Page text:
‘Unlawful’, ‘unworkable’, ‘badly thought through’, and ‘hopelessly broad’ – just a few terms MPs used today to describe Government plans to regulate non-school settings.
Speaking in a Westminster Hall debate this morning, MPs from across the political spectrum urged the Department for Education to drop its proposals. The plans could result in Ofsted inspecting Sunday schools, summer camps and Scouts’ meetings.
Conservative MP Sir Edward Leigh led the debate, and in his opening statement questioned why tackling radicalisation in a tiny number of madrassas means that “every voluntary group in England that instructs children for six or more hours a week has to register with the state”.
Labour MP Stephen Timms said he is “particularly uncomfortable about the idea that religious instruction should be placed under the authority of some vaguely defined British values administered by Government officials”.
He added that: “Making religious instruction subject to a state-controlled version of values is deeply problematic.”
Unlawful, unworkable, badly thought through, and hopelessly broad
The proposals involve introducing a nationwide registration scheme for any out-of-school setting providing instruction to under 19-year-olds for more than six hours in any week.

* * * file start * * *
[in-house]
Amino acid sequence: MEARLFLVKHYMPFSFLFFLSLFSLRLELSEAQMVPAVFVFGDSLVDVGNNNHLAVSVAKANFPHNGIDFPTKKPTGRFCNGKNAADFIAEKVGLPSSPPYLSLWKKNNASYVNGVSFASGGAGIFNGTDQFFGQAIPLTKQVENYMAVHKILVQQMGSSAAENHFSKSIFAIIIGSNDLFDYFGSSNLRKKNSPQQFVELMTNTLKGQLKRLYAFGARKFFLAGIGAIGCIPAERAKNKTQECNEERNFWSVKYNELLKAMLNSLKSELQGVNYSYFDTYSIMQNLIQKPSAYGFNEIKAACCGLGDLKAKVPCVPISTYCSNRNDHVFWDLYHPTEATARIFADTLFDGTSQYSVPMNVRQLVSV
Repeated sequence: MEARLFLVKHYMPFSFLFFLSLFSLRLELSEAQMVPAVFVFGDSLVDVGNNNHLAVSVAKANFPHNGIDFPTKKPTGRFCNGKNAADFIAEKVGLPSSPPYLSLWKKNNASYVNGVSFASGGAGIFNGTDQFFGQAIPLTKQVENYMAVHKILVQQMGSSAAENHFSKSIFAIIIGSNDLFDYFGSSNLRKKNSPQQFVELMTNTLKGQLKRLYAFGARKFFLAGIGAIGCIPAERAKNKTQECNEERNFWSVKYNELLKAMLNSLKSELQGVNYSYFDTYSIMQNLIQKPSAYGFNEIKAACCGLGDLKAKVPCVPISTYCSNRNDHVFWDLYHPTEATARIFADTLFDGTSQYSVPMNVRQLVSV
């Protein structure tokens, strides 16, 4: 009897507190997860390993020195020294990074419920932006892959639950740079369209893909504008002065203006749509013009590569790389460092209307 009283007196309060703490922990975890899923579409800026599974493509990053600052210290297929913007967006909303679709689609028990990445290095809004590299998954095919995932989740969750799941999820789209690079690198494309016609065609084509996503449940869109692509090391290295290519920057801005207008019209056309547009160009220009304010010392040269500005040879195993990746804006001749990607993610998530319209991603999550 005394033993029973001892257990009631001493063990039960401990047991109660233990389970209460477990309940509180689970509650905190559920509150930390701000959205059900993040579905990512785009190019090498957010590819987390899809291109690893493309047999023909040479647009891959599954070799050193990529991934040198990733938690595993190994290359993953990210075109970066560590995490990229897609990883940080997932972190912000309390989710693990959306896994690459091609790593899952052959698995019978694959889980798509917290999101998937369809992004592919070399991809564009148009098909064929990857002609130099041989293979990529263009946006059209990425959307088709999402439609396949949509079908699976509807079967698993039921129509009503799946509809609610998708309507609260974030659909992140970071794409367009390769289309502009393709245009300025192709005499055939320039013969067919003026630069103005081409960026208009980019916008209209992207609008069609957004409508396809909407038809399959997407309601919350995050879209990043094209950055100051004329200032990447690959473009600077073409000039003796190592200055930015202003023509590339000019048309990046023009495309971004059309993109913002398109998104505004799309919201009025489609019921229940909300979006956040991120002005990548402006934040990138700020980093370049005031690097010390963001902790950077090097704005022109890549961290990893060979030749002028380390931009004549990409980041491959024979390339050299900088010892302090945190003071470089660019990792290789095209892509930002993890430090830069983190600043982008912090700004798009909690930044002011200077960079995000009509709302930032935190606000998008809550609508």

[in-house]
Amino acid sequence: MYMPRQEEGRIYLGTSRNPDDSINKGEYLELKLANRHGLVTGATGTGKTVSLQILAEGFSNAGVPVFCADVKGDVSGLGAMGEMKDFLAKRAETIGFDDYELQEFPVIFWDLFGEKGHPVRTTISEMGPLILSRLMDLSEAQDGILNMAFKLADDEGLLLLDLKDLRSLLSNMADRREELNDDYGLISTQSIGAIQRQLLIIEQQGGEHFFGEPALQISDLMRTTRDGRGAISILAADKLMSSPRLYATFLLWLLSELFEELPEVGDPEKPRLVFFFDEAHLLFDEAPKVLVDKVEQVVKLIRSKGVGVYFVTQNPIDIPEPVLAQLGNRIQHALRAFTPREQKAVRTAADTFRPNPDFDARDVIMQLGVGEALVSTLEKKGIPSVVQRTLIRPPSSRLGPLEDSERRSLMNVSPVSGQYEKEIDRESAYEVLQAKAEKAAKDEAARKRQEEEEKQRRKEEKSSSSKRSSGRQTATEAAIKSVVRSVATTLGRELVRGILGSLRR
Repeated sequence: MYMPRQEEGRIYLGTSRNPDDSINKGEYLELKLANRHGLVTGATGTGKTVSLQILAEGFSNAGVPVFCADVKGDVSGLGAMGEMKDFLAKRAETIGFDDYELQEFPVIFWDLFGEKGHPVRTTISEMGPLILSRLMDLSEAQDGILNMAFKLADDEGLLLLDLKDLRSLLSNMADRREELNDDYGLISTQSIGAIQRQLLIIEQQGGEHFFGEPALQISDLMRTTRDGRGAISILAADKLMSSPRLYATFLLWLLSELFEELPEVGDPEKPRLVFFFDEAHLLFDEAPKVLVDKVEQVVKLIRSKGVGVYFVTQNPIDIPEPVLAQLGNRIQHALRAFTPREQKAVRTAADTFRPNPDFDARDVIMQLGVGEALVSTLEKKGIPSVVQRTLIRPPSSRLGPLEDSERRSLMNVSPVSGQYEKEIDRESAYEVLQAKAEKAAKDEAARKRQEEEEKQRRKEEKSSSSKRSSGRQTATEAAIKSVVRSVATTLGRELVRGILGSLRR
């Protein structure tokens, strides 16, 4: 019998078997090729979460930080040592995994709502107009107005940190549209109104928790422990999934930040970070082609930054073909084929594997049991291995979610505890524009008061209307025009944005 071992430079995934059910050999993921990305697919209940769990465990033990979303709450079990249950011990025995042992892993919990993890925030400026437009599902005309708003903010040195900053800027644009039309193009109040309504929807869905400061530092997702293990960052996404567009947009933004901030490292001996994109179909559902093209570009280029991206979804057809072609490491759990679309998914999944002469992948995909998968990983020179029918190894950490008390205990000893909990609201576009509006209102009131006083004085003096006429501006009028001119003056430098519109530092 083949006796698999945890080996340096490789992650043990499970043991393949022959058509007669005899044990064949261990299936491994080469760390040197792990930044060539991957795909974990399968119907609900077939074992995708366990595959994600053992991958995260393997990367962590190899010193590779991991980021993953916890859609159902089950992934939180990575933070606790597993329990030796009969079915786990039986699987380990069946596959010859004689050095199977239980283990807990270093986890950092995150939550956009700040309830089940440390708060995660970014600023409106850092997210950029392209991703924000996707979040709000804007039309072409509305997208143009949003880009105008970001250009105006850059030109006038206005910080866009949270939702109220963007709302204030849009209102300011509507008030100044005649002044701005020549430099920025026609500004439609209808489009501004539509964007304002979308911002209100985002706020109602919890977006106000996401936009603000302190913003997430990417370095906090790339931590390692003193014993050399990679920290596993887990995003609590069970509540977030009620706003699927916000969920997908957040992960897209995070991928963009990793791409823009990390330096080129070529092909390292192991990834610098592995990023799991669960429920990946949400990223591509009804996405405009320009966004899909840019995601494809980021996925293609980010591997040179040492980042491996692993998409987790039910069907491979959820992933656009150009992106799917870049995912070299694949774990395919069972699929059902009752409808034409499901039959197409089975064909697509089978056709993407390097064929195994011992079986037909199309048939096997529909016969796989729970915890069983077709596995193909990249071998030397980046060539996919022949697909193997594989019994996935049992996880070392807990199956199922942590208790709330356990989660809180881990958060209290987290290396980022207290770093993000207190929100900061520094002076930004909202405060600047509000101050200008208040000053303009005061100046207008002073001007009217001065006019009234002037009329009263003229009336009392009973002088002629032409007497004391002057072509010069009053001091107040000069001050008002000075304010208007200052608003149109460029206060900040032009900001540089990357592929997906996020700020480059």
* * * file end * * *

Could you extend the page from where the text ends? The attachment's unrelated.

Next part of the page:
Last week the head of Ofsted, Sir Michael Wilshaw, said in a radio phone-in that if whistle-blowers raise concerns about registered settings, such as Sunday schools, inspectors will go in.
Sir Gerald Howarth, who called for Sir Michael Wilshaw to be sacked earlier this week, said the scheme is “hopelessly broad, covering vast swathes of activity with children and young people in respect of which there is not a shred of evidence of anything remotely resembling extremism”.
“Any scheme must be evidence-based, intelligence-led and tailored to the problem that it is designed to solve, which is that of Islamic fundamentalism poisoning the minds of young people in this country. This scheme represents none of those things”, he added.
Helen Grant, a former Conservative minister, described the proposals as “rushed, reactionary and very badly thought through”, while DUP MP Gavin Robinson called them “completely unlawful and completely unworkable”.
Labour’s Catherine McKinnell reflected concerns from her constituents about the “additional burden not only on volunteers, who do incredible work up and down the country, but on Ofsted”.
Fellow Labour MP Robert Flello said that the best thing the Government can do is to “bury the consultation once and for all”.
Conservative MP Fiona Bruce agreed, stating that there is no other way for the proposals to be addressed.
The Prime Minister David Cameron wrote to Sir Gerald Howarth late last week to assure him that Sunday schools and summer camps would not be affected by the plans.
Mr Cameron said that the Government has held “productive” discussions with the Church of England and other faith groups to make sure that the system will be “targeted” and “proportionate”.